Blog # 112
Contaminated Corn Noodles Kill Nine in China
After consuming contaminated homemade corn noodles, a family of nine in Northeast China died due to Bongkrekic acid, an acid produced as a by-product of fermentation from the bacterium Burkholderia cocovenenans. Reports hypothesize that the family had previously frozen a popular local restaurant’s dish “Suantangzi”, which is a thick type of noodle made out of corn flour that has been fermented, about a year before actually consuming the dish. Nine of the family members fell ill several hours after consuming the dish, while the three family members that did not consume the dish presented no symptoms of food poisoning. Eight of the family members died within six days of consuming the noodles, and one died 14 days after consumption.
Bongkrekic acid functions as a respiratory toxin in both humans and animals, commonly causing typical food poisoning symptoms, such as abdominal pain, diarrhea, and vomiting.
In more severe cases, consumption of the toxin can result in shock, coma, and death, typically due to multi-organ failure and diffuse cellular dysfunction. Outbreaks have previously been noted in China and Indonesia, with an estimated 40-100 percent chance of death due to the Bongkrekic acid. The bacterium that creates the acid, Burkholderia cocovenenans, is customarily found in corn and coconuts, due to the ideal environment and available fatty acids. The bacterium Burkholderia cocovenenans then consumes the fatty acids in order to produce the toxic Bongkrekic acid.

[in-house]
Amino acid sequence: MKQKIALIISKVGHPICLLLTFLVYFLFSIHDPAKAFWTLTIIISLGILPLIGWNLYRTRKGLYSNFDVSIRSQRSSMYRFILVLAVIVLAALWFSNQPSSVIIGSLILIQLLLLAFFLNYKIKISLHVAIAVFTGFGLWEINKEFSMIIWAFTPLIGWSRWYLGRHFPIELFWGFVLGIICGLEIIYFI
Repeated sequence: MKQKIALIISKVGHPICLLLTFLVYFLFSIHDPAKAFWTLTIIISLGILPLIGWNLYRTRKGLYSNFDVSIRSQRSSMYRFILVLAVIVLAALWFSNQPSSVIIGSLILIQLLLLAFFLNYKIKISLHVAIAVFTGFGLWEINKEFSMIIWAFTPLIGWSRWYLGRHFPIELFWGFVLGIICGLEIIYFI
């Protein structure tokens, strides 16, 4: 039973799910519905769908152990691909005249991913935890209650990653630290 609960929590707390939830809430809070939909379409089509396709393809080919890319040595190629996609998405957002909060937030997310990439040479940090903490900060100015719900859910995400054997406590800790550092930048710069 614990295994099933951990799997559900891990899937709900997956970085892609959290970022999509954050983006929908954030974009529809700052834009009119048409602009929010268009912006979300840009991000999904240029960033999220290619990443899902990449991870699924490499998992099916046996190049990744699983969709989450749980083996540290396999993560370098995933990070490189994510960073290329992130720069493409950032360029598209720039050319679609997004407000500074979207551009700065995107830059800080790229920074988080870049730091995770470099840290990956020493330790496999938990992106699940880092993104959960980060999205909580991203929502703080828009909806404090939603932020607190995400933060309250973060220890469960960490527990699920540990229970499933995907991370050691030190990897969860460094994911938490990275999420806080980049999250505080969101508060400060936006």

Bongkrekic acid is heat-resistant and cannot be washed off, meaning that once the bacterium Burkholderia cocovenenans produces the toxic Bongkrekic acid, the food is inedible. Unfortunately, there is no difference that can be seen, smelt, or tasted, in food contaminated with the acid compared to uncontaminated food. In order to avoid poisoning from Bongkrekic acid, experts advice consumers to avoid ingesting foods made with fermented grain, and to avoid cooking with soaked or moldy corn.